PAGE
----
Wednesday, September 16, 2015

Living with #wolves

By: Nick O'Connor
Grey wolves © Getty Images
Re-introducing wolves to Yellowstone National Park had unintended consequences
Of all the spurious ideas and analysis you see peddled in the financial press, there’s one that bugs me more than any other.

It’s particularly relevant to this week, as well. We’ll get to why that is in a second.

Simply put, it’s the idea that the world economy is a ‘machine’ that can be messed with, tweaked and somehow mastered by the authorities. You see a lot of this these days. You read people claiming central bankers have ‘levers’ they can pull on to influence the economy, as if it’s as simple as driving a car.

The problem is, the second you believe the economy is something the authorities can control like some benign man-made machine, you’re in trouble.

There are some things central banks and governments can do to change things in the economy. They can drop interest rates to try and grow the money supply. They can raise them to try and get it under control. But it’s not as simple as pulling a lever or pressing on the accelerator of a car and watching the speedometer rise.
I’ve always thought a more apt metaphor is to compare the economy to that of a natural ecosystem. An infinitely complex web of plants and animals, all acting according to their own interests and desires, that makes up a much wider system.

Now, humans can influence nature directly.

But we cannot control it. We can barely understand what our actions will do.
Let’s take an example. Yellowstone National Park in the USA.

Back in 1995, ecologists in America had become worried about the worrying drop in numbers of grey wolves all over the country. They were being hunted out of existence. So, 20 years ago, they decided to try and fix the situation and quietly started reintroducing wolves to Yellowstone.

The effects of that one decision were mind-bogglingly complex.

There hadn’t been any wolves in Yellowstone for 70 years. That meant the numbers of deer in the park had skyrocketed, despite human efforts to control the population. Not only that, the deer had massively reduced much of the vegetation of the park through overgrazing.

When the wolves arrived, that changed.

And not just because they hunted and killed some of the deer. The wolves also had a – I use this term loosely – a psychological effect on the remaining deer population. The deer started avoiding certain areas of the park, due to the threat of being hunted. They avoided valleys and gorges and other places they could be trapped easily.

Immediately, the landscape in those places changed. Places that had been barren a handful of years before became great forests. The height of some trees quintupled in less than a decade.

As soon as that happened, huge numbers of birds flocked to the new forests. The population of beavers exploded, changing the ecology of the rivers and marshes. The entire ecosystem altered. The numbers of hawks, rabbits, badgers, rats and bears all shot up.

But perhaps the most interesting effect of the wolves was their impact on the rivers of Yellowstone.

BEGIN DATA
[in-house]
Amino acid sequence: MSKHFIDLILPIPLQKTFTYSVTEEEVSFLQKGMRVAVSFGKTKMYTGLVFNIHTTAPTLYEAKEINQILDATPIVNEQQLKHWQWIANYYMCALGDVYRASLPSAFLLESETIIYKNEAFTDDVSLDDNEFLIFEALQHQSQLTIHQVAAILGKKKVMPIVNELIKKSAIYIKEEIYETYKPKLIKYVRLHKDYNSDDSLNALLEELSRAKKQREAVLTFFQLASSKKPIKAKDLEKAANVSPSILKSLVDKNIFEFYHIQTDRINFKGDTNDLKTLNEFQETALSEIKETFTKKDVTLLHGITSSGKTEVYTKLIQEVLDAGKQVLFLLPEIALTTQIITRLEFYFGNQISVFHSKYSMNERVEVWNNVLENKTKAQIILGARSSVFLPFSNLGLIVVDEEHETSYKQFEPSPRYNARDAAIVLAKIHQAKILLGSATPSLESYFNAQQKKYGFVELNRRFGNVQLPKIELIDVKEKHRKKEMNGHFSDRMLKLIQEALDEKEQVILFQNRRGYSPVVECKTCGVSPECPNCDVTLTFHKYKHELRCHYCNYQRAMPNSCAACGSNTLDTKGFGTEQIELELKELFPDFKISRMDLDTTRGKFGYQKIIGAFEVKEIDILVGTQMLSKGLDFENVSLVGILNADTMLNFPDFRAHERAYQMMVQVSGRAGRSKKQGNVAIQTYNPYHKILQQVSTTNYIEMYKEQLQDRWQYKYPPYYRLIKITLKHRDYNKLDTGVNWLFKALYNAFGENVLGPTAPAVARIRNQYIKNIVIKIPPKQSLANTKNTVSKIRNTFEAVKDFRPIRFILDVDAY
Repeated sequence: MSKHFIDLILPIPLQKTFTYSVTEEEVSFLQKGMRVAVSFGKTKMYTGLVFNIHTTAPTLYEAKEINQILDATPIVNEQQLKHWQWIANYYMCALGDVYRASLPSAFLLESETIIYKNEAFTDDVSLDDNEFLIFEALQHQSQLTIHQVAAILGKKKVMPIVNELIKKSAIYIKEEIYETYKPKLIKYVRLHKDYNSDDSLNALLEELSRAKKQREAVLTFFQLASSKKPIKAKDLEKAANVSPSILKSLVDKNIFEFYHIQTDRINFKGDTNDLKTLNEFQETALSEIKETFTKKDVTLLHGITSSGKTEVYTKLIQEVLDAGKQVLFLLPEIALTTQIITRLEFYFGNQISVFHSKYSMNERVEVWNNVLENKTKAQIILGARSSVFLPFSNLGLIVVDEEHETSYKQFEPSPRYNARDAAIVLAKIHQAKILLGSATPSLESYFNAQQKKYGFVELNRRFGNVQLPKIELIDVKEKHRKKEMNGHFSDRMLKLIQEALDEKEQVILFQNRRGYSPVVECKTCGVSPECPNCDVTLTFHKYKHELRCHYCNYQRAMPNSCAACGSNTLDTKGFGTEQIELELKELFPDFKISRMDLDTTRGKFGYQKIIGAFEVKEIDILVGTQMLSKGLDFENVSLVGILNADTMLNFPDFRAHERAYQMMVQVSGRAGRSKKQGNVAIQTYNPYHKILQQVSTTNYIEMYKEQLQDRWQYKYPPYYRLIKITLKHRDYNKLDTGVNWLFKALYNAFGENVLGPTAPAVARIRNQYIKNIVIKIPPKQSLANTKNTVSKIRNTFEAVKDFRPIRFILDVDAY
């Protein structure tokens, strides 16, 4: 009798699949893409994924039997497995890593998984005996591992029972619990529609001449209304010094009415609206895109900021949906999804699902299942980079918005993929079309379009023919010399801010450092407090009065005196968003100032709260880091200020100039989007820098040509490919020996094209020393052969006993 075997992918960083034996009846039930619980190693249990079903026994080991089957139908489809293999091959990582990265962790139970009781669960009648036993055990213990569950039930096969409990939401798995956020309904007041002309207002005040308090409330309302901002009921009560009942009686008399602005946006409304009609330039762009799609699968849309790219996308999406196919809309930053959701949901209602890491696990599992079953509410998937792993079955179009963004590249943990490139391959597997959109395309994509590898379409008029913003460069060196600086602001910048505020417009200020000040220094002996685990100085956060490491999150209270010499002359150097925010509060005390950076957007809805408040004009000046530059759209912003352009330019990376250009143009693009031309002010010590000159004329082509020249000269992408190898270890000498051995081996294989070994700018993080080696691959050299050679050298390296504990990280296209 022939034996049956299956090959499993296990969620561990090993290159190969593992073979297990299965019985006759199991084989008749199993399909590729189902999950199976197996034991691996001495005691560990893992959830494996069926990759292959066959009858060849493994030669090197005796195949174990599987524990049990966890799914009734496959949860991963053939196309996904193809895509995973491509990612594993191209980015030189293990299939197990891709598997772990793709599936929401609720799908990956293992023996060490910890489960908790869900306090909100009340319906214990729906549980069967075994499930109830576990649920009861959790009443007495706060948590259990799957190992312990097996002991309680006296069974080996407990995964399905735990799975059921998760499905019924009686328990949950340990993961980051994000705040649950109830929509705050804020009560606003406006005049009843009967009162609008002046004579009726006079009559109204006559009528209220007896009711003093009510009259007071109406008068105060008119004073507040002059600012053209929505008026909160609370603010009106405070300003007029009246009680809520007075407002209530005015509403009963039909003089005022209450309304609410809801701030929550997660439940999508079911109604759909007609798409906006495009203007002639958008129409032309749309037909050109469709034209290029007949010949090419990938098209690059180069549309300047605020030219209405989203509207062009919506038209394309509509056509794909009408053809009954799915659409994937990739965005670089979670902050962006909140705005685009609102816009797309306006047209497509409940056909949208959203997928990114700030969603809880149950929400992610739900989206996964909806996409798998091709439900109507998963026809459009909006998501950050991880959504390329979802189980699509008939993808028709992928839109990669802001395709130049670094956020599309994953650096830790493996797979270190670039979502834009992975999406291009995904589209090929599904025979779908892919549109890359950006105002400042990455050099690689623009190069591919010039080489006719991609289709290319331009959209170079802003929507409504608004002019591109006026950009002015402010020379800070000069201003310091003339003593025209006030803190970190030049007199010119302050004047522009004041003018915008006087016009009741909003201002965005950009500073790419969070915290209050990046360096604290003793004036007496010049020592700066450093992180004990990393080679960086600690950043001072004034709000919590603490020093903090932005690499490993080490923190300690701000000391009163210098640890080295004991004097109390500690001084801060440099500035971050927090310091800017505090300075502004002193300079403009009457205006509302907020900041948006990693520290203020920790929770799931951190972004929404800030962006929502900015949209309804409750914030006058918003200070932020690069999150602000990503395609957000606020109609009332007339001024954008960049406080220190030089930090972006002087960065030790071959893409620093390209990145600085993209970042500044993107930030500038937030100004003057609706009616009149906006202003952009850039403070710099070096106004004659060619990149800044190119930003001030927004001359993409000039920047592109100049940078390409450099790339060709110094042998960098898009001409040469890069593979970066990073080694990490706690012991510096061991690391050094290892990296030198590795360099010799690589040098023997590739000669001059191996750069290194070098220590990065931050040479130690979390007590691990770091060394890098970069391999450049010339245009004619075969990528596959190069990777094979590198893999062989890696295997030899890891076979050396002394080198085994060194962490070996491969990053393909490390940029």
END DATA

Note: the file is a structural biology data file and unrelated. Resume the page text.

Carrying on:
The increased vegetation and plant life changed the nature of the soil on riverbanks, decreased erosion and stopped the rivers meandering, making them flow faster and straighter and reshaping the fundamental landscape of the park.

My point is, in a complex ecosystem even seemingly simple actions can have profound, long lasting and unexpected effects.

Who would have thought reintroducing wolves to a national park would change the direction of the rivers? Who could have understood that? And who could possibly hope to control the process?
OK, weird ecological tangent over. Back to finance and economics. The same idea applies. The economy is just as intricate and complex as the ecosystem of a natural park. And trying to control what’s happening in it will have just as many unexpected and uncontrollable side effects.

This isn’t new, by the way. Although it might feel like it when you read the paper or watch the news. The French economist Frederic Bastiat explained this idea almost 200 years ago in his essay, What is seen and not seen’

“In the economic sphere an act, a habit, an institution, a law produces not only one effect, but a series of effects. Of these effects, the first alone is immediate; it appears simultaneously with its cause; it is seen. The other effects emerge only subsequently; they are not seen; we are fortunate if we foresee them.
“There is only one difference between a bad economist and a good one: the bad economist confines himself to the visible effect; the good economist takes into account both the effect that can be seen and those effects that must be foreseen.”

To explain this briefly using my ecology metaphor. What is seen is what’s obvious: we’ve introduced more wolves, we can see that there are more wolves and fewer deer.

What’s unseen are all the profound and long lasting effects that would have on the landscape: the other animals, the trees, the rivers changing course.

It’s easy to spot the first effect. That’s why so much financial analysis focuses on it. So, if Janet Yellen keeps rates at 0.5% tomorrow, the whole world will see it. It’ll be an obvious, first-order influence on the financial system.

It’s the unseen effects that we need to worry about. How do zero interest rates warp the psychology of investors? Are we bringing up a whole generation of people to favour spending and borrowing ahead of saving? Can traders and investors and bankers and hedge fund managers even cope with a world where the Fed doesn’t step in to stop markets falling?

It’s harder to know this sort of stuff.

• This article is taken from the free daily email Capital & Conflict.

 source